Small businesses play a vital role in the U.S. economy and represent 99.7% of all U.S. businesses. Small business failure rate is 50% within the initial 5 years. Creating and executing a well-formulated marketing strategy is essential to business sustainability. Effective marketing strategy builds small business survival rates and supports long term execution advantages. The purpose of this qualitative multiple case study was to explore the marketing strategies that African immigrant small grocery store owners use to sustain their businesses for longer than 5 years. The population included 5 successful first-generation African immigrant small business owners located in the Bronx County who had developed a well-formulated marketing strategy. Kohli and Jaworski’s marketing orientation theory served as the conceptual framework. The van Kaam data analysis process was used to validate findings. The data analysis included diverse mind maps, project maps, explorations with participant response and document analysis. Three marketing strategy themes emerged: customer retention and attitudes, inventory that promote value for potential buyers that result in superior performances, conventional and unconventional marketing that focuses on lowering cost of product and services to meet market needs of individuals. The findings revealed several features of how to use marketing strategies effectively to improve stability in the local economy by reducing small business failure rates, increasing profitability, and promoting buyer value. Application of the findings may result in a positive social change by increasing local community employment opportunities and enhancing residents’ standards of living.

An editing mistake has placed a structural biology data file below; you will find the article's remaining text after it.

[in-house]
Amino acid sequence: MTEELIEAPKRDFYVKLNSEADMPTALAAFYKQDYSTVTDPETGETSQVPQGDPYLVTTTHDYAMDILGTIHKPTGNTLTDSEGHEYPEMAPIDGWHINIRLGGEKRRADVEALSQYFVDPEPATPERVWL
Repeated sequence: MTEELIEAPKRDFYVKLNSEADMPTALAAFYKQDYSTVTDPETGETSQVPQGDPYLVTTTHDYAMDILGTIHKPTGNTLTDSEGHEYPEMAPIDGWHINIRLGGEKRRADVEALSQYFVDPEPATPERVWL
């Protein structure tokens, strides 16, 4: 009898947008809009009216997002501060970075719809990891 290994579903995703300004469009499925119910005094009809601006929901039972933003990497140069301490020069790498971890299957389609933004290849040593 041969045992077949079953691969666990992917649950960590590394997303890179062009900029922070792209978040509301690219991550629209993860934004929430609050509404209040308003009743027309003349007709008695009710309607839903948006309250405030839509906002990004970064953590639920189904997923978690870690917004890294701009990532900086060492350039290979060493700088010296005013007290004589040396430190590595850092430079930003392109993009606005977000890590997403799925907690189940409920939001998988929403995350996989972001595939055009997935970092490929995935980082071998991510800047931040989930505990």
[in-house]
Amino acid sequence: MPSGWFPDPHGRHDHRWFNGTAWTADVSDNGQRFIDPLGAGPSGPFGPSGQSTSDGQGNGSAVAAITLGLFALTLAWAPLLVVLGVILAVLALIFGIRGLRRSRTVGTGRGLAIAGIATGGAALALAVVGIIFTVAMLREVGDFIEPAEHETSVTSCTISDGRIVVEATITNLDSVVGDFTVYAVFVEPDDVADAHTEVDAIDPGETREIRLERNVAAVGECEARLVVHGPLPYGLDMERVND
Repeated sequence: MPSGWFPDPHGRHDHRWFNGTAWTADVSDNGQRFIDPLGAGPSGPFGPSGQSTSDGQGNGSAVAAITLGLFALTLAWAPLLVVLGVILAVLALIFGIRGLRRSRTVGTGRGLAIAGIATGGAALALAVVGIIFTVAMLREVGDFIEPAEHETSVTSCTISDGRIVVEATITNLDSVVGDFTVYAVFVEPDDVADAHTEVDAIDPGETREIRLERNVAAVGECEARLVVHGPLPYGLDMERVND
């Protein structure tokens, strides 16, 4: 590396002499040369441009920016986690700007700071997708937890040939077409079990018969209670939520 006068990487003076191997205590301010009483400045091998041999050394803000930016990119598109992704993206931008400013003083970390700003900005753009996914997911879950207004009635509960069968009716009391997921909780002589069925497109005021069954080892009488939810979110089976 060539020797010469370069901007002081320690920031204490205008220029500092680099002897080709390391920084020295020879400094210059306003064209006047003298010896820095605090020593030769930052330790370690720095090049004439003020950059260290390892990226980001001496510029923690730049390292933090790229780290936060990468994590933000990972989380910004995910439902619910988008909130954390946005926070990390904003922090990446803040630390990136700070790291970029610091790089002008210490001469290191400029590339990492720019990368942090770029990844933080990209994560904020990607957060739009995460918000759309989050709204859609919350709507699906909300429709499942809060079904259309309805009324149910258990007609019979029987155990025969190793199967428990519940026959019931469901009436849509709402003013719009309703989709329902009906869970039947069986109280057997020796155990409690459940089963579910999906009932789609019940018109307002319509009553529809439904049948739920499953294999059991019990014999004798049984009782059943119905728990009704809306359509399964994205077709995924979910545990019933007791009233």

|Commitee:||Blando, Judith, Burrus, Scott|
|School Location:||United States -- Minnesota|
|Source:||DAI-A 79/12(E), Dissertation Abstracts International|
|Subjects:||Business administration, Black studies, Marketing|
|Keywords:||African immigrants, Marketing strategies, U.S. small businesses|
Copyright in each Dissertation and Thesis is retained by the author. All Rights Reserved
The supplemental file or files you are about to download were provided to ProQuest by the author as part of a
dissertation or thesis. The supplemental files are provided "AS IS" without warranty. ProQuest is not responsible for the
content, format or impact on the supplemental file(s) on our system. in some cases, the file type may be unknown or
may be a .exe file. We recommend caution as you open such files.
Copyright of the original materials contained in the supplemental file is retained by the author and your access to the
supplemental files is subject to the ProQuest Terms and Conditions of use.
Depending on the size of the file(s) you are downloading, the system may take some time to download them. Please be